After determining the scope and budget, we compose a team especially for the project, which can include designer, writer, archivist, printer and bookmaker.
We personally produce the photography and assemble any archival material necessary.
As producers, we oversee the evolution of the book from concept to fruition.
As the book develops, we inevitably develop an intimate working relationship with our client. Several of our projects have been gifts from spouse to spouse, sometimes produced in total secrecy.
What were some of your most memorable projects and photographs? Why?
Mr. Taylor: Each project is a revelation. That is the best part for us.
After an extended period of immersion in a new and interesting environment or subject, having the opportunity to create an exquisite interpretation in book form is both an honor and our delight.
Most projects require significant discretion on our part, and many of our clients prefer to remain anonymous.
Especially memorable projects, that we can mention, include photographing Elizabeth Taylor’s jewelry collection in her home, redecorating the White House for a book on American craft, working with Madeleine Albright and her famous collection of pins, and traveling to Madrid to make the definitive image of Picasso’s Guernica.
Other notable projects are Yoko Ono’s retrospective, the Goulandris Collection of Cycladic Art in Athens, the Friede Collection of the art of New Guinea, fascinating projects with the art of Tibet and of the pre-Columbian Americas – and many, many more.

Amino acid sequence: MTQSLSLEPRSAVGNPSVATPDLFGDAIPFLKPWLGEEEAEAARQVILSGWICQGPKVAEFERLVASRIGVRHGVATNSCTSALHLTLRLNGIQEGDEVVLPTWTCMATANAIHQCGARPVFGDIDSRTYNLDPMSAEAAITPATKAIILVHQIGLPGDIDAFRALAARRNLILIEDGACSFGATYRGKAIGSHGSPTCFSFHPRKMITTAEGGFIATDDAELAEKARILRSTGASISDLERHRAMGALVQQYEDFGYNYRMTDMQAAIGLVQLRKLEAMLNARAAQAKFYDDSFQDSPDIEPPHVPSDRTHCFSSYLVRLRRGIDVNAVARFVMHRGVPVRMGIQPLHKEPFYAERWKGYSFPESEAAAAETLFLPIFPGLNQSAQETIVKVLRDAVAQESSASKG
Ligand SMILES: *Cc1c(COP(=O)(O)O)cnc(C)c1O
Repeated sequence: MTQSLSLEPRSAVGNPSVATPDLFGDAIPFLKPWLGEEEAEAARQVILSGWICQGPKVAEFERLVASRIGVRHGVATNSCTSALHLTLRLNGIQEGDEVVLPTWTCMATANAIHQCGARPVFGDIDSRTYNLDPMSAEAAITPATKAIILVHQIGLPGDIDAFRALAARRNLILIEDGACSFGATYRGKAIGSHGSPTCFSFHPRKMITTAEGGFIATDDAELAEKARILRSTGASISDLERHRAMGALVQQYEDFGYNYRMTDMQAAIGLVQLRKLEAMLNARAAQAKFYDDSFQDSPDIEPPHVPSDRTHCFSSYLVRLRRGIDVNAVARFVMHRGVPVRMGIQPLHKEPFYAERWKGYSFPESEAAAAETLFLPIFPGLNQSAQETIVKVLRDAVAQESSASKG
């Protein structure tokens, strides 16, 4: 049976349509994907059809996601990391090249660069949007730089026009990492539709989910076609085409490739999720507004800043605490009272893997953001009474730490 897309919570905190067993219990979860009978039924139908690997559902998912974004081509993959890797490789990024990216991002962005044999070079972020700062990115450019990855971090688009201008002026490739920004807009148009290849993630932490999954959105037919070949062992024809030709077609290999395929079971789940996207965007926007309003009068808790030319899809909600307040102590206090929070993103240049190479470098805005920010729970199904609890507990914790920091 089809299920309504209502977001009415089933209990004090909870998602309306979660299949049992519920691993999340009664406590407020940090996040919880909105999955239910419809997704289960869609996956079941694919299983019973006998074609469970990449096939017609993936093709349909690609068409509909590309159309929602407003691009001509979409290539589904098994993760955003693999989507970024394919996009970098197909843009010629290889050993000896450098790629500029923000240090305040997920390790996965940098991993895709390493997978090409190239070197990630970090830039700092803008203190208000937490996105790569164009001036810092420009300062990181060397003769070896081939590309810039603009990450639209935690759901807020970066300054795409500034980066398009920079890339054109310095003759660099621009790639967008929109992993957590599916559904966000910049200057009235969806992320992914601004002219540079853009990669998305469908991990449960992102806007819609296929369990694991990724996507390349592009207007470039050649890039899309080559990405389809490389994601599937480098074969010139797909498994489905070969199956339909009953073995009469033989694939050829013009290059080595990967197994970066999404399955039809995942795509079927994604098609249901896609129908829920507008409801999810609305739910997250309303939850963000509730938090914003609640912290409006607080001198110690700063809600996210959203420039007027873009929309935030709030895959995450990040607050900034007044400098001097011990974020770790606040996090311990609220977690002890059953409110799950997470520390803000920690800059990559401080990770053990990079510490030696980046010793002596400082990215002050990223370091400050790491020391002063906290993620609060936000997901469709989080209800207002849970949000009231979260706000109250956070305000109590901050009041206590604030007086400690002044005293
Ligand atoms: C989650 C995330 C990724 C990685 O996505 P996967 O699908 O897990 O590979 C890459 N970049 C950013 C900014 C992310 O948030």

Why will books always have a special place in our ever cluttered, fast-paced, technology-satiated world?
Ms. Dubler: No one knows how digital information will be accessed in the future and what will be compatible with today's technology.
Books, however, have been proven to withstand the centuries – with no external support.
Books continue to remain the artifact of culture with the most impact.
And, finally, beautiful books have always been valued as works of art in their own right.
Do you have a favorite person, architect or art collector with whom you would like to work?
Ms. Taylor: There are so many. Sadly, some are now gone like George Ortiz, one of Europe’s greatest antiquities collectors.
But looking forward, Oprah Winfrey, who is interesting to us as a philanthropist/art collector because of how deftly she uses each of these roles to support the other. She is also an aficionado of architecture.
Working with Robert Tsao, one of the world’s great collector/scholars of Chinese art with far ranging interests, deep passions and an eclectic eye, would be very intriguing.
Architects of interest are Alejandro Aravena for his commitment to sustainability, Shigeru Ban for his genius utilization of recycled materials, and Glenn Murcutt because he “touches the Earth lightly.”
Kathryn Minckler is the founder/chairman of The Luxury Marketing Council of Connecticut-Hudson Valley, Greenwich, CT. Reach her at firstname.lastname@example.org.